There it is. Disney’s live-action The Jungle Book, if we can use that phrase for a production in which child actor Neel Sethi is the only thing seen onscreen that wasn’t made in a computer. The trailer promises a nightmare of mish-mashed tones (is it a heartfelt family adventure? A bleak-unto-horror exercise in grimness? Guess we’ll find out!), and at least one unacceptably horrendous vocal performance, Scarlett Johansson as seductive python Kaa; but it also promises some eerily photo-realistic CGI, so at least it should maybe look decent? Absent a legendary actress playing a great animated villain in the flesh, I’m scrambling to find one thing here that might be at all worth looking forward to – maybe if Bill Murray, playing Baloo the bear, gets to actually sing “Bare Necessities”, but at this point, it’s not clear if it’s in the film or not. I gather that there are people out there who are excited, and I am dumbfounded how that could be.
A much-too-good cast gets thrown at a bullshit sci-fi thriller premise in Criminal, the second film in two calendar years with Ryan Reynolds and brain-swapping (though this time, I don’t believe that his brain is one that gets swapped). Because everybody loved Self/less. And it is probably a sign of my desperation and nothing else, that Barbershop: The Next Cut is my solitary hope for redeeming the whole month. The other Barbershops were good! Some of these decade-later sequels work out pretty well! It seems to be engaging with the omnipresent gang violence in Chicago in a thoughtful way! It is going to be weird as hell when I come back complain that I was disappointed by the third film in a comedy trilogy that started fourteen years ago.
A fictionalised biopic in which Elvis Presley and President Richard Nixon meet? They’re played by Michael Shannon and Kevin Spacey? Oh fuck the fuck off, Elvis & Nixon.
And yet that’s positively sedate in its rationality compared to The Huntsman: Winter’s War, which starts off with the gigantic disadvantage of being a sequel to Snow White and the Huntsman, and then proceeds to jettison the character who has even the slightest modicum of name recognition. Somehow, this film has attracted three outstanding actresses: Charlize Theron, despite her character being dead, is back, and Jessica Chastain and Emily Blunt join her. Since Theron was the solitary good thing about the first movie, does this mean that Winter’s War will be three times as good? Boy, it would be nice if math worked that way, huh.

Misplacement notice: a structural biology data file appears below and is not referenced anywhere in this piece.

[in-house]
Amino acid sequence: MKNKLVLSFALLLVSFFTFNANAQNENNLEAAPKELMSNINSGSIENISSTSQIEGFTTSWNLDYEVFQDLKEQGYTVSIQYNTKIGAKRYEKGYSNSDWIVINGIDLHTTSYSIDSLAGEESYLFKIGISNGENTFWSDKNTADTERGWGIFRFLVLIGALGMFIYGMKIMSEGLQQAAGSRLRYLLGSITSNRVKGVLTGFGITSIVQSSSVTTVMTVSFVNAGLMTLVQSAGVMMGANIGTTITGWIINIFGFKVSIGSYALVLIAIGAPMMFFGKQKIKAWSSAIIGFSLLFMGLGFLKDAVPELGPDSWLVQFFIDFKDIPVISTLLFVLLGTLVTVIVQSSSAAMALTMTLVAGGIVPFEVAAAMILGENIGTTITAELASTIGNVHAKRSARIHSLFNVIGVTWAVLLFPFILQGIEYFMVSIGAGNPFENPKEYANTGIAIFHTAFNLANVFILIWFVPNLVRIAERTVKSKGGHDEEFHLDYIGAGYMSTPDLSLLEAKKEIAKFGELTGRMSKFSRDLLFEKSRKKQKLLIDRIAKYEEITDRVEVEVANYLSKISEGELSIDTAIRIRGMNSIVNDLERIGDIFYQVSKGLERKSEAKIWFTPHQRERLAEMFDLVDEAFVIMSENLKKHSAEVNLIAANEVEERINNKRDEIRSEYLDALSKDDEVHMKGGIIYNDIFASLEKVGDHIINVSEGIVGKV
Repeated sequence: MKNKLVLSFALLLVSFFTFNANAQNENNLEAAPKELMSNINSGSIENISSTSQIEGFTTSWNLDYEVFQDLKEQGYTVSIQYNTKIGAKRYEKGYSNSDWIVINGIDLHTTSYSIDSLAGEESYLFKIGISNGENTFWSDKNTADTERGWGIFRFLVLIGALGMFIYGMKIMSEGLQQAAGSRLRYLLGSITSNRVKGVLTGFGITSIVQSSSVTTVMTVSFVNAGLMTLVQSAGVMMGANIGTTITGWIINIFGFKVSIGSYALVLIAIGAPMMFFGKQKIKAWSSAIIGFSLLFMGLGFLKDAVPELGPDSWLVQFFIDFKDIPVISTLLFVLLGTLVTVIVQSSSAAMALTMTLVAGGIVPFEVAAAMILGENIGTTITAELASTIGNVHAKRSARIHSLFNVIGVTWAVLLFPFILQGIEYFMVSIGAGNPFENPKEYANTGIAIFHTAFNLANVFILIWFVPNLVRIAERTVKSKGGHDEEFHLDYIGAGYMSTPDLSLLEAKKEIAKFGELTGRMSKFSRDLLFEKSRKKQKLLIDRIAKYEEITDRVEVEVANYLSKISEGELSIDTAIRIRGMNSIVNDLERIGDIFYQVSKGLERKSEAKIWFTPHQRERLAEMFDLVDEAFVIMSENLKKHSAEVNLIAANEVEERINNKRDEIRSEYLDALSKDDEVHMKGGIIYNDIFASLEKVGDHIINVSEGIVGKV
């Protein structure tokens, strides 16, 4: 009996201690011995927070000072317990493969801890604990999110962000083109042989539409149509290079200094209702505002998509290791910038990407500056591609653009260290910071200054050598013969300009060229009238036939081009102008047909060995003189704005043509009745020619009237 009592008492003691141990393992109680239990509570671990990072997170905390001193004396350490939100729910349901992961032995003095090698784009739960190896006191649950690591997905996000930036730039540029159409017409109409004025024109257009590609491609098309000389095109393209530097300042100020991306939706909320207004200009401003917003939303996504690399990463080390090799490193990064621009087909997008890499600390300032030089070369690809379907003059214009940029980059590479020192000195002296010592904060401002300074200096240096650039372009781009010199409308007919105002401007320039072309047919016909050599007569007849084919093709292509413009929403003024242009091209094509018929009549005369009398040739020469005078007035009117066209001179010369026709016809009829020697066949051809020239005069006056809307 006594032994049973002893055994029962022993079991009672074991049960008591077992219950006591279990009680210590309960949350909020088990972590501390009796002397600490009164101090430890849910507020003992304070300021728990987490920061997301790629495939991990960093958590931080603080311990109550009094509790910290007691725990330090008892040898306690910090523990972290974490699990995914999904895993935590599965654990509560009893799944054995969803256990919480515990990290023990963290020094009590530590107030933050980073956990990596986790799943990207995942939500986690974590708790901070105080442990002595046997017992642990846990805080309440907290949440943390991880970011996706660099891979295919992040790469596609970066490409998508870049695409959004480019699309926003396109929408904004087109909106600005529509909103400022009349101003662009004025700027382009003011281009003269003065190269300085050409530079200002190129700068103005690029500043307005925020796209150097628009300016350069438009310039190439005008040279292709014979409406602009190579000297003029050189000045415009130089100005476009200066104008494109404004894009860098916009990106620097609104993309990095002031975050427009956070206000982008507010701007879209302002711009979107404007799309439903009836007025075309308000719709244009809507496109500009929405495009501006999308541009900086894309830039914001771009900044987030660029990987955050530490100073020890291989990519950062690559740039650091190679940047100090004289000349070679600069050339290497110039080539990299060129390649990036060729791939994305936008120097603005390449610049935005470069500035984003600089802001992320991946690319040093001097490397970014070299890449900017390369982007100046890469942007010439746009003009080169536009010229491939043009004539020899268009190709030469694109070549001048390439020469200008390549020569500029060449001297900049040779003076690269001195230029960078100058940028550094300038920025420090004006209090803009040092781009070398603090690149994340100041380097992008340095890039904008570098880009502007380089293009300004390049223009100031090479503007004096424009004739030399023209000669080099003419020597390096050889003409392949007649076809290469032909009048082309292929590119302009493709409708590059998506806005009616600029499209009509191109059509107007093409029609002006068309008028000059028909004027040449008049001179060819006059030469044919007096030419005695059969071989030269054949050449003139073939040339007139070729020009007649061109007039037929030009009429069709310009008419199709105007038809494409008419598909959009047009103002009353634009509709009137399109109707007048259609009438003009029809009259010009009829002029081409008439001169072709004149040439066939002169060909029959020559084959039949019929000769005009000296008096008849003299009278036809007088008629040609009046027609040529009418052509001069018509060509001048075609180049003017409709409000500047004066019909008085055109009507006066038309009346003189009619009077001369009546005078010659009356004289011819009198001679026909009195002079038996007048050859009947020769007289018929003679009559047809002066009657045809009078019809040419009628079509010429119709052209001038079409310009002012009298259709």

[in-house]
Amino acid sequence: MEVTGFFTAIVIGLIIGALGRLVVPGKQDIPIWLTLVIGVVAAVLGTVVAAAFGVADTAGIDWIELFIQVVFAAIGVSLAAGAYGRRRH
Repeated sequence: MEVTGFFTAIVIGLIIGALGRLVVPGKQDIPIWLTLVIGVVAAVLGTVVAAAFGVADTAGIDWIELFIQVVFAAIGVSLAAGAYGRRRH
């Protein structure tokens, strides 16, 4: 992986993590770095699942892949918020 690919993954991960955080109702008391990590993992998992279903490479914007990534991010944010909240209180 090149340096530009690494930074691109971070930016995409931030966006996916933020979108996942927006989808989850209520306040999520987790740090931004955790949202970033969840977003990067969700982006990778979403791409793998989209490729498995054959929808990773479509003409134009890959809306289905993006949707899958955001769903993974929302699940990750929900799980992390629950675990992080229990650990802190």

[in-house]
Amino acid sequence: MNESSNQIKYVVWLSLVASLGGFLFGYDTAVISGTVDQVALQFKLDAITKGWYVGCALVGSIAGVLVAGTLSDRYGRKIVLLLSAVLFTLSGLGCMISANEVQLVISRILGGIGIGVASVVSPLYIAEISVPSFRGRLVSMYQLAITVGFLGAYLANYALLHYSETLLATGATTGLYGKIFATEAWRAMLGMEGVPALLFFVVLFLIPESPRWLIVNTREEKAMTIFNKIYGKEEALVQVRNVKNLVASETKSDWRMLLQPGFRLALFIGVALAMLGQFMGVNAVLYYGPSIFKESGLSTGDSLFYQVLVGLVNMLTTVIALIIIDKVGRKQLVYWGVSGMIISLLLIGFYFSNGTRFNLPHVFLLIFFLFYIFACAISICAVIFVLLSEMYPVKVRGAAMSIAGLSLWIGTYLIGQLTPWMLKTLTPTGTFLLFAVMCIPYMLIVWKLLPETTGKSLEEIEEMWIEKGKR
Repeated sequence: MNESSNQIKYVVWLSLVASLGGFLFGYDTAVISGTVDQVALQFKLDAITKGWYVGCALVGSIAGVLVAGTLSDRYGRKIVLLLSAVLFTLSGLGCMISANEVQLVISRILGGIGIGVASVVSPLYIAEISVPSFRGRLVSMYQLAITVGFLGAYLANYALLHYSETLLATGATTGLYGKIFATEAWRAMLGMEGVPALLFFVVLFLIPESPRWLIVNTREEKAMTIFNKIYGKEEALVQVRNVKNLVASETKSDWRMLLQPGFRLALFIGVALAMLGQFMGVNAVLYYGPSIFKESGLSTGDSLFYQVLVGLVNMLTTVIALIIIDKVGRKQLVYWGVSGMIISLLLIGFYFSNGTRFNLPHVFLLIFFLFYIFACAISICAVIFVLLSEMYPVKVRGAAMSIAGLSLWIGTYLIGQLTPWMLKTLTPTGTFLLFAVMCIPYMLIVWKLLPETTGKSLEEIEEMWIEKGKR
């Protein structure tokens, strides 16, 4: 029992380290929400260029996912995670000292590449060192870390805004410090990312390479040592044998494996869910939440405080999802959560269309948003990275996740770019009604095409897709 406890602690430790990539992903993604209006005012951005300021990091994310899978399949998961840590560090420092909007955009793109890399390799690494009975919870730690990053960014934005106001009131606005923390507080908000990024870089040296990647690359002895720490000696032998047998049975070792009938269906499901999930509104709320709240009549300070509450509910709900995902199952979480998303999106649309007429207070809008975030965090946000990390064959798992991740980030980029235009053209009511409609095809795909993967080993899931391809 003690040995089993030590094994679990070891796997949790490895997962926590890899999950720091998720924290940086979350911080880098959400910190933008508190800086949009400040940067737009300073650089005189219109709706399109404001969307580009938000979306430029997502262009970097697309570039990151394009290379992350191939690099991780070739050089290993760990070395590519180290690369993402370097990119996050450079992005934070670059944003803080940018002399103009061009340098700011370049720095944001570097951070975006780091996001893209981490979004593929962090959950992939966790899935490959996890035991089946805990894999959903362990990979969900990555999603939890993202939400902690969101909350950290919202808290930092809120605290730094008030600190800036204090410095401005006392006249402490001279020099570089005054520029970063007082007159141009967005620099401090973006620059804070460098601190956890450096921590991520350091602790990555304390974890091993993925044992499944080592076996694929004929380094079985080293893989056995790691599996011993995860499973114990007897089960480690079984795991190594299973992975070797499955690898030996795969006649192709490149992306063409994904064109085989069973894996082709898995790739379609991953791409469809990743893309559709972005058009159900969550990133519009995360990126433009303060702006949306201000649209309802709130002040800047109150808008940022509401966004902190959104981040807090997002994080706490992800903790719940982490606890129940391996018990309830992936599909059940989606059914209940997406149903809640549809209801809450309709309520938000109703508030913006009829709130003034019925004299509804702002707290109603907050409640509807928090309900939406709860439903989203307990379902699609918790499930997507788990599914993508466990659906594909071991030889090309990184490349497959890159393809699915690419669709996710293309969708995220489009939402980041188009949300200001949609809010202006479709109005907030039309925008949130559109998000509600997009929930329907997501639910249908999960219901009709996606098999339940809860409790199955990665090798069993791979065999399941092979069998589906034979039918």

You guys! You guys! Garry Marshall is still making ensemble romcoms based on holidays, you guys! This time, he’s attacking Mother’s Day. What the god damn? What is this going to even be? Is it about MILFs? A MILF romcom would actually be pretty clever. Oh Christ, it has Jennifer Aniston and Julia Roberts – is this really what they’re reduced to now? Is our culture really that poisonous? Good Lord. We are being punished by a wrathful god. It’s probably because I made that joke back at the top of the post. I’m sorry.
The year’s first cartoon based on a video game that nobody talks about anymore: Ratchet & Clank. So plan for that, maybe. Also Keegan-Michael Key and Jordan Peele headline their very first feature, Keanu, which is a violent gang comedy about a kitty. I am intrigued – I am definitely intrigued. But the trailer doesn’t suggest that there’s a natural route to stretch this out to feature length without straining pretty badly at the seams.